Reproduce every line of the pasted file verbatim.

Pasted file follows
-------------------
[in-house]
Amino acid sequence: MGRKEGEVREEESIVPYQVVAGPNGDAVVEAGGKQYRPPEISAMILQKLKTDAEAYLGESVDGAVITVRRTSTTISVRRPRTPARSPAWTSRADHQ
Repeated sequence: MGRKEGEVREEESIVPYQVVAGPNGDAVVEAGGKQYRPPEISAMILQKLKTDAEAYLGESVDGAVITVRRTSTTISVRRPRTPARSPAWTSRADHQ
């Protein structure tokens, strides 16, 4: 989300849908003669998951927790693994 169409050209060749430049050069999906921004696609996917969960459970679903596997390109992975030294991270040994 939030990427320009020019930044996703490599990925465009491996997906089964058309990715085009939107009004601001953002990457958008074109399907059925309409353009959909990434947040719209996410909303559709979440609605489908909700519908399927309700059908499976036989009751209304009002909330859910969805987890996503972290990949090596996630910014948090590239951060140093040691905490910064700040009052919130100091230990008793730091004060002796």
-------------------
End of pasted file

[in-house]
Amino acid sequence: MGRKEGEVREEESIVPYQVVAGPNGDAVVEAGGKQYRPPEISAMILQKLKTDAEAYLGESVDGAVITVRRTSTTISVRRPRTPARSPAWTSRADHQ
Repeated sequence: MGRKEGEVREEESIVPYQVVAGPNGDAVVEAGGKQYRPPEISAMILQKLKTDAEAYLGESVDGAVITVRRTSTTISVRRPRTPARSPAWTSRADHQ
């Protein structure tokens, strides 16, 4: 989300849908003669998951927790693994 169409050209060749430049050069999906921004696609996917969960459970679903596997390109992975030294991270040994 939030990427320009020019930044996703490599990925465009491996997906089964058309990715085009939107009004601001953002990457958008074109399907059925309409353009959909990434947040719209996410909303559709979440609605489908909700519908399927309700059908499976036989009751209304009002909330859910969805987890996503972290990949090596996630910014948090590239951060140093040691905490910064700040009052919130100091230990008793730091004060002796």